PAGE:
Time to ponder what happened to independence. How the confidence of 1947 gave way to antagonisms
“August 15, 1947 will go down in history as one of the most memorable dates, not for India alone but for Asia and the world... For India it marks the beginning of a new age, a new outlook, a new futur
“August 15, 1947 will go down in history as one of the most memorable dates, not for India alone but for Asia and the world... For India it marks the beginning of a new age, a new outlook, a new future. For the world it gives a new idea and a new method...”
That was how the main editorial began in The Indian Express dated Madras, Friday, August 15, 1947. Seventy years and many ideological somersaults later, it is sobering to look at the sentiments that prevailed then and the reality today. As Freedom Day dawned there was great joy at all levels of opinion, and great excitement. The national mood was marked by confidence. And optimism. These were expressed in mature ways.
One reason was that there was no television in those innocent days. Which meant that news was purveyed with sobriety and a sense of balance. The shouting patriotism of modern-day anchors (the louder you shout, the greater is your nationalism) was alien to newspaper editors who covered news and commented on it with judicious moderation. This applied to what was then British mouthpieces such as The Times of India and to the nationalist press such as The Indian Express.
The Express, though a leading campaigner for independence, maintained editorial restraint on the day of its triumph. It did not go out of its way to make its Independence day editorial a trumpeting piece; it was one of three editorials that day, the others being ‘Inter-American Conference’ (on plans to set up a regional council independent of the UN) and ‘Cochin’s Way’ (on the Maharaja of Cochin’s decision to give key portfolios like finance to elected ministers).
No self-applause, no bragging, no exaggerations in the name of nationalism. Only a sober assessment of today’s achievements and tomorrow’s challenges. Seventy years later, where are we? History moved on of course. Regionalism in the Americas gained no traction and the UN is flourishing. Cochin has disappeared into Kerala where all ministers are elected. However, the confidence and optimism that lighted up the mood of the people at the time of Independence has all but gone. The main reasons are (a) the hopes that the wounds of partition would heal in time proved wrong, and (b) the idealism of the Gandhi-Nehru era gave way to politics of opportunism.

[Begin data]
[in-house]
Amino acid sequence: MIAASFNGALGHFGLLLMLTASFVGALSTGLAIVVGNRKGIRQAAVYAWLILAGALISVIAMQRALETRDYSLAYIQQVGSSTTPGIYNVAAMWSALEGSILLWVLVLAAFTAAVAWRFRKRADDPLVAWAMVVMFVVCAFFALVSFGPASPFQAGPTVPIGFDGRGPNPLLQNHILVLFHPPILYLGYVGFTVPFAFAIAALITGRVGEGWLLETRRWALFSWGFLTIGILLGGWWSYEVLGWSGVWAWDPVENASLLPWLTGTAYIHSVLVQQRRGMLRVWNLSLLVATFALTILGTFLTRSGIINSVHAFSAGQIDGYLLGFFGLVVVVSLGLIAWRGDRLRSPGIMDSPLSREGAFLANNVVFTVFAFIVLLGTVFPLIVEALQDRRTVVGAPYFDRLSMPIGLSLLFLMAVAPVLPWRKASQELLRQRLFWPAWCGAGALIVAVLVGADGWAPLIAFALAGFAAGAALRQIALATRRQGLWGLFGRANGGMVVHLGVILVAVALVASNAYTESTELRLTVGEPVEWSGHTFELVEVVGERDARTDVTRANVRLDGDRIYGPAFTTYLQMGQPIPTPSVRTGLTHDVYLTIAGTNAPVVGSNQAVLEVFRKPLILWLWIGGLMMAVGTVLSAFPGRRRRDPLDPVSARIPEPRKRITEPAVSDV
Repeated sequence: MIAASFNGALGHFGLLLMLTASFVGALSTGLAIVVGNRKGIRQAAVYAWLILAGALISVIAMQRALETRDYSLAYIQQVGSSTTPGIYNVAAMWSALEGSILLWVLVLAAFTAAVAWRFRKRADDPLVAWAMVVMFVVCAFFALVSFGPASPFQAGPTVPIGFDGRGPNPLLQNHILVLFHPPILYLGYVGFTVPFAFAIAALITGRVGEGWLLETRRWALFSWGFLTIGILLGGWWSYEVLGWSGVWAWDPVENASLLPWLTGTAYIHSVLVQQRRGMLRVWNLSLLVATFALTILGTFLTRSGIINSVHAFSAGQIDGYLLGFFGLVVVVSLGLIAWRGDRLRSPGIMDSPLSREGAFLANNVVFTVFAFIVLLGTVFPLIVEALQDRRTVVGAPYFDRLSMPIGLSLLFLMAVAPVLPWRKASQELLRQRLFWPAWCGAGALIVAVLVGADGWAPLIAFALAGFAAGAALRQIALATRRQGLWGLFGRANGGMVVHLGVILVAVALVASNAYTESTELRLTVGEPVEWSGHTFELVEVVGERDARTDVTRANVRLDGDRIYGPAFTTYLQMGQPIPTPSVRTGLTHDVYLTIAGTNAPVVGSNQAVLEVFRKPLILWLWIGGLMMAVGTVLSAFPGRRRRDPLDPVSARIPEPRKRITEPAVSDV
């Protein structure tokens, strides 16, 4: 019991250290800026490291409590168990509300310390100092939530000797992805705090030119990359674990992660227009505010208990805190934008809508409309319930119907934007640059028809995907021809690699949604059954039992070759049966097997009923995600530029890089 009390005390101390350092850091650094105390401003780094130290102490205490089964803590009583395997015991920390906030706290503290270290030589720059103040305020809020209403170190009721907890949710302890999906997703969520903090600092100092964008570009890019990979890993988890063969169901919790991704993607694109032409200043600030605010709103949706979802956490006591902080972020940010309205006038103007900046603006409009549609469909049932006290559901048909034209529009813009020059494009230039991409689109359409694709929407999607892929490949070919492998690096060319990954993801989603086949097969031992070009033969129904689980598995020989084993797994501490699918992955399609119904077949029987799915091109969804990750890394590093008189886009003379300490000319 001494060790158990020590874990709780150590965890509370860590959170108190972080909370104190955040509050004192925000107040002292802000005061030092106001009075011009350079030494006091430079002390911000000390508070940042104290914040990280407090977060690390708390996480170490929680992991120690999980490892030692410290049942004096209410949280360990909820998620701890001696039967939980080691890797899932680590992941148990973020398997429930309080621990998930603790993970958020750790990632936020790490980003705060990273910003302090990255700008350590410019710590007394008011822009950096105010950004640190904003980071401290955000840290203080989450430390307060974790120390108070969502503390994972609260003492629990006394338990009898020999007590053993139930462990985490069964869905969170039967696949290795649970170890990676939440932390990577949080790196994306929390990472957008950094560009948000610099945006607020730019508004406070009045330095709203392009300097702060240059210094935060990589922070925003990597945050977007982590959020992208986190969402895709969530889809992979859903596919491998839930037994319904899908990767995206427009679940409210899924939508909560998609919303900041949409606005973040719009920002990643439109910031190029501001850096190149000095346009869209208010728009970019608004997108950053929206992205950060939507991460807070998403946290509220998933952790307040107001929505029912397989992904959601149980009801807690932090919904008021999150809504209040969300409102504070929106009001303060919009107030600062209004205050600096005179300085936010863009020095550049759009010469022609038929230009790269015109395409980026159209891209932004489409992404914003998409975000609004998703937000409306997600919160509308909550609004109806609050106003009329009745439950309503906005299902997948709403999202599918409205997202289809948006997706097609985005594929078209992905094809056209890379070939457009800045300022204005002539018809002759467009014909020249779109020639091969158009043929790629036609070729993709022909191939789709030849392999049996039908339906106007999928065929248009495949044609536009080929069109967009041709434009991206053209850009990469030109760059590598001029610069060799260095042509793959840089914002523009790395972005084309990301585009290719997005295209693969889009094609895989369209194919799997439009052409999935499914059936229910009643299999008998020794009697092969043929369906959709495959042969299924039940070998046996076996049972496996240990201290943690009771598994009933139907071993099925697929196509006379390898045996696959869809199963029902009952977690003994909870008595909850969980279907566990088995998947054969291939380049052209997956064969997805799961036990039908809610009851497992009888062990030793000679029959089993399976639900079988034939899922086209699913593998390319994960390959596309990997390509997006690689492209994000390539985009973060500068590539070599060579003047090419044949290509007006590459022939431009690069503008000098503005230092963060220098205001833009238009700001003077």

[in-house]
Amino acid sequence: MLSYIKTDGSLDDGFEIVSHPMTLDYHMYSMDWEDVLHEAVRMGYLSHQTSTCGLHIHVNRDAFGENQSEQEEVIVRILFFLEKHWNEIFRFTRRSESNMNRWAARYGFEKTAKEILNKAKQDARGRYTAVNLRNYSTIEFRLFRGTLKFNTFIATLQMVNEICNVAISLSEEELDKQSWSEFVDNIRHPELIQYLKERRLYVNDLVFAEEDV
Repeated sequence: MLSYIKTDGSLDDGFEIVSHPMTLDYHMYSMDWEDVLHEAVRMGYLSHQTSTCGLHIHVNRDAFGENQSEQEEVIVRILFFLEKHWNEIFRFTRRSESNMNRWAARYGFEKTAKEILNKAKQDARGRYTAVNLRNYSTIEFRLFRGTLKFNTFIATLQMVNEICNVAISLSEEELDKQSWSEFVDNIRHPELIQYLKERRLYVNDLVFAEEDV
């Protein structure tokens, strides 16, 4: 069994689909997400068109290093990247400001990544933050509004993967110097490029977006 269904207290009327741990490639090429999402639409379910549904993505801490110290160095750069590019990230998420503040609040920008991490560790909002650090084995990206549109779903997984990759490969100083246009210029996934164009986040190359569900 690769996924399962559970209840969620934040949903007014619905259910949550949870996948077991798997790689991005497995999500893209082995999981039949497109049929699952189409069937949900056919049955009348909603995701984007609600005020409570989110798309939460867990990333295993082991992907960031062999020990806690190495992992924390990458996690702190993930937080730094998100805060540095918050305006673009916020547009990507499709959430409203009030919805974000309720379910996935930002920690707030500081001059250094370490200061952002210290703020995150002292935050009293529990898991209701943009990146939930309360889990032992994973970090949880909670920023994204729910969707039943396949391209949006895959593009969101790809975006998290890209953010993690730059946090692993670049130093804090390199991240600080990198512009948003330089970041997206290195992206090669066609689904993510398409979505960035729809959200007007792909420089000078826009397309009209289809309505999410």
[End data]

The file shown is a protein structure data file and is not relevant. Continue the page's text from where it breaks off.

Who today would believe that there were hopes in 1947 that partition would not last? There were serious people who seriously thought so and the sentiment found expression in the Express’s own editorial. It said: “That this freedom is temporarily fissured and broken does not alter the fact that the heritage is common, that the future is yet to be made. Reconstruction and unity must be the aim... Just as the past belongs to India and Pakistan alike, the future too belongs to both.” And today we have an officially designated global terrorist, Syed Salahuddin, flourishing under Pakistani protection and proclaiming that he can hit targets anywhere in India at any time.
On the domestic front, too, expectations turned into pipe dreams. The lofty spirit of the time was reflected in a sentence in the Express editorial: “While we should ensure good government for realisation of future destiny, we should also remember that self-government is not to be an instrument of power alone, but an opportunity for service.”
Within a decade or so, democracy became an instrument of power and a means of self-aggrandisement. From panchayat members to prime ministers, everyone took to corruption as a routine right of public life. Criminals with jail records became MPs and MLAs, some even ministers.
Why did the early expectations dry up and unexpected forces take control? Perhaps the wholesale copying of Britain’s parliamentary system was too much too soon. Perhaps our early leaders underestimated the influence of factors like caste and linguistic parochialism.
Neither the generation of Indians who sacrificed everything for freedom nor the early leaders who did their best to strengthen the constitutional integrity of democracy’s systems could have foreseen religious animosities overtaking civil life in the country. No one imagined that votes could be won by inciting communal hatred among people. It is ironic that democracy and elections became instruments of generating intolerance and violence across the country.
The candle lit in 1947 burned out somewhere along the way. No one seems eager today to light a new one. Was V S Naipaul right when he wrote: “India’s strength, her ability to endure, came from the negative principle, her unexamined sense of continuity.”